Chinese archaeologists have unearthed a nearly 1.2-meter-long dragon-shaped bronze artifact with a pig-like nose from the No. 8 sacrificial pit of the Sanxingdui Ruins in southwest China's Sichuan Province. It has been sculpted using the bas-relief technique.
Archaeologists also found a small "four-winged divine beast" in the same pit, besides an exquisite bronze bird with a unique hollowed-out design on its wings.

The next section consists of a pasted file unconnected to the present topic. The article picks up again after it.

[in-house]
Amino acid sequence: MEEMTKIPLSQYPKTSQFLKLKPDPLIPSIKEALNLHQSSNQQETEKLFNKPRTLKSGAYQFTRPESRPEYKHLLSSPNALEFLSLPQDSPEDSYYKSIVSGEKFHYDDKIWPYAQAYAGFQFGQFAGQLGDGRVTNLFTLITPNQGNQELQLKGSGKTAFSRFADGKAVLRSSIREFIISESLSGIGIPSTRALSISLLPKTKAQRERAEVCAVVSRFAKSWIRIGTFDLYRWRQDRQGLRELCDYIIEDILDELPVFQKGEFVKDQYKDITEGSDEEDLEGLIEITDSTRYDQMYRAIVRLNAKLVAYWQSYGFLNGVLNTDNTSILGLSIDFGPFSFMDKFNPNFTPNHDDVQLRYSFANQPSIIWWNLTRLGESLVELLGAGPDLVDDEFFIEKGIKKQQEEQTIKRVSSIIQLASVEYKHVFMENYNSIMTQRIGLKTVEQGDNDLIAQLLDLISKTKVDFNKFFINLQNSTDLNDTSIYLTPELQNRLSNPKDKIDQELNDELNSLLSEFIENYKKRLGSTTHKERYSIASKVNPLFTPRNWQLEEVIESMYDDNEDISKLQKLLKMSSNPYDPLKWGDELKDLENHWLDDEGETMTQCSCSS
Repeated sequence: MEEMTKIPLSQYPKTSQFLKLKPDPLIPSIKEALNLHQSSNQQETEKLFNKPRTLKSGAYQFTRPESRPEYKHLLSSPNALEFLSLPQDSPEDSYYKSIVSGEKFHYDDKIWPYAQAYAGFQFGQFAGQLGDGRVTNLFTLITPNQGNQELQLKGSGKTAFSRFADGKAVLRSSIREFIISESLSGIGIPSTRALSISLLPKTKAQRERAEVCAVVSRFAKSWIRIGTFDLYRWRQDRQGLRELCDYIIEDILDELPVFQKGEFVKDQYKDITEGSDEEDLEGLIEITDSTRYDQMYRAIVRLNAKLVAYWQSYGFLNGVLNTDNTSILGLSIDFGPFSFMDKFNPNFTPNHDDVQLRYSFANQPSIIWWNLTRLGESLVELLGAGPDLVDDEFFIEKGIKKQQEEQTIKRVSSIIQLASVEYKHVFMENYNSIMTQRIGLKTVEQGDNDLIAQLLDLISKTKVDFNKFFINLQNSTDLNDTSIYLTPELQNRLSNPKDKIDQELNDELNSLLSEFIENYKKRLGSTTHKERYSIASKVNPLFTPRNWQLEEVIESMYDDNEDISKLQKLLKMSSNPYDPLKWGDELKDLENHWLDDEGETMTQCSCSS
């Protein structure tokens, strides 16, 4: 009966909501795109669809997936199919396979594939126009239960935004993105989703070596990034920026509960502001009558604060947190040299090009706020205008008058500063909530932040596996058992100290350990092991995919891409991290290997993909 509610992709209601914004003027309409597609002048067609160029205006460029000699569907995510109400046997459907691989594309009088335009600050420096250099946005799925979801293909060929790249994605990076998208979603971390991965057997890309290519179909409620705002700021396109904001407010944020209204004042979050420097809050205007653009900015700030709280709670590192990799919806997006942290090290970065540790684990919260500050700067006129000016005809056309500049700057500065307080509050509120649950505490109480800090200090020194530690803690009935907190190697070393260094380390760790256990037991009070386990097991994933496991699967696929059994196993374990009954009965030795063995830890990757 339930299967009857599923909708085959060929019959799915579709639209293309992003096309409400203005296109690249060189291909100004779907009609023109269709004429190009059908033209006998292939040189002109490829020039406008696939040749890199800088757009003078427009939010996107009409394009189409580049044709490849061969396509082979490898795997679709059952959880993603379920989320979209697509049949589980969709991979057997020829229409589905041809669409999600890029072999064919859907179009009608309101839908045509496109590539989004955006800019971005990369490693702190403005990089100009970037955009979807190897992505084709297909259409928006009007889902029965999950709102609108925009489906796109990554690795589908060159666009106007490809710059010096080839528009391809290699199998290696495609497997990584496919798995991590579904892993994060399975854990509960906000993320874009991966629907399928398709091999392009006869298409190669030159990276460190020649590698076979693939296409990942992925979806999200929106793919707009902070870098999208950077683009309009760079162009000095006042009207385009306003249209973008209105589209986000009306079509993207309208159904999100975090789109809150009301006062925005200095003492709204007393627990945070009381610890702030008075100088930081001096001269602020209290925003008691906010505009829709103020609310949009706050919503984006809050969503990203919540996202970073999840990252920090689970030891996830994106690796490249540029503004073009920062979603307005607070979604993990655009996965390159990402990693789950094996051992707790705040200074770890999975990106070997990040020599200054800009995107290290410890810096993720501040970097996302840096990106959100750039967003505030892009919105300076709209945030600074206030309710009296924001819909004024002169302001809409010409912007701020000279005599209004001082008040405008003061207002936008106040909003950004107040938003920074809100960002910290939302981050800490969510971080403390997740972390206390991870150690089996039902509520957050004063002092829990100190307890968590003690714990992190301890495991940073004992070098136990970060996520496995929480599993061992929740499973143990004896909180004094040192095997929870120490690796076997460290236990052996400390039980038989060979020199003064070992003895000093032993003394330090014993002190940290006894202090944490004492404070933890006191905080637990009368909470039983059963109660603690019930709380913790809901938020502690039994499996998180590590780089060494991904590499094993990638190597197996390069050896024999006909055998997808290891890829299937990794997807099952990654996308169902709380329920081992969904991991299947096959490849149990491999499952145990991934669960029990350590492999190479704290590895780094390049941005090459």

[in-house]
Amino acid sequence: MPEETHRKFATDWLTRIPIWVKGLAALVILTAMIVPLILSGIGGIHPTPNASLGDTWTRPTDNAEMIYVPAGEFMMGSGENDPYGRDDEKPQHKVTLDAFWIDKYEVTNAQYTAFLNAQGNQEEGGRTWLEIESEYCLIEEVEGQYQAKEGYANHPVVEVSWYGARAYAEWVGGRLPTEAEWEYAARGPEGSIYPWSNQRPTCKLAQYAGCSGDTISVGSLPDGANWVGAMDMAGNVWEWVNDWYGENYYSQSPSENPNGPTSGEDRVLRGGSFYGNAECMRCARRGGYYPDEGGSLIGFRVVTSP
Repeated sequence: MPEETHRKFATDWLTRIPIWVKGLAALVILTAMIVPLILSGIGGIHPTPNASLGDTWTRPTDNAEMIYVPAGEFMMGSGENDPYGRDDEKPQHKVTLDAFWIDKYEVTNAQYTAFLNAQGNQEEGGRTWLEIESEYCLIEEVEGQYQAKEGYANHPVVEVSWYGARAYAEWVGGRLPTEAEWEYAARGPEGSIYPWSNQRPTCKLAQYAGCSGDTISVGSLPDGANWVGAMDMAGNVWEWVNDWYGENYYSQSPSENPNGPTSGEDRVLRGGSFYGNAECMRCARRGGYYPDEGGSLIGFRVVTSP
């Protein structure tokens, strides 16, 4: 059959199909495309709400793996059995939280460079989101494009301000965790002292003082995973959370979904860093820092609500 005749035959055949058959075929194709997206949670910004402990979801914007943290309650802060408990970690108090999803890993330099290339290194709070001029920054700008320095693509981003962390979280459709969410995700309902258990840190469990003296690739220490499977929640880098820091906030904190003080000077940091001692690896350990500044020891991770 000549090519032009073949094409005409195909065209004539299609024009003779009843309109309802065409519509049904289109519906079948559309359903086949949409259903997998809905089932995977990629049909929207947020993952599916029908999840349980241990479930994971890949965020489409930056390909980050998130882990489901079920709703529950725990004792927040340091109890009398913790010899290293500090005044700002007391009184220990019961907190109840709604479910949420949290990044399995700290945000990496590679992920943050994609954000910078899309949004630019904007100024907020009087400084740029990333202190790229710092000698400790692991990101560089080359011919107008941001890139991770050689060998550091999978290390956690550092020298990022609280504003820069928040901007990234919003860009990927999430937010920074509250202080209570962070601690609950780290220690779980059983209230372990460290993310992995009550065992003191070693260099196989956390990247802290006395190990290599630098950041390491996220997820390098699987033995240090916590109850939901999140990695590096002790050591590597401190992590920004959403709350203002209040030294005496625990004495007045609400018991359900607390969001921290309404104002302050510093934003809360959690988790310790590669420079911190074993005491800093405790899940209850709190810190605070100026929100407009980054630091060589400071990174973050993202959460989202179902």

Spread over an area of 12 square kilometers, Sanxingdui Ruins are believed to be the remnants of the Shu Kingdom, which endured for over 2,000 years more than 4,800 years ago. A joint team of archaeologists has excavated about 13,000 relics from the site since 2020.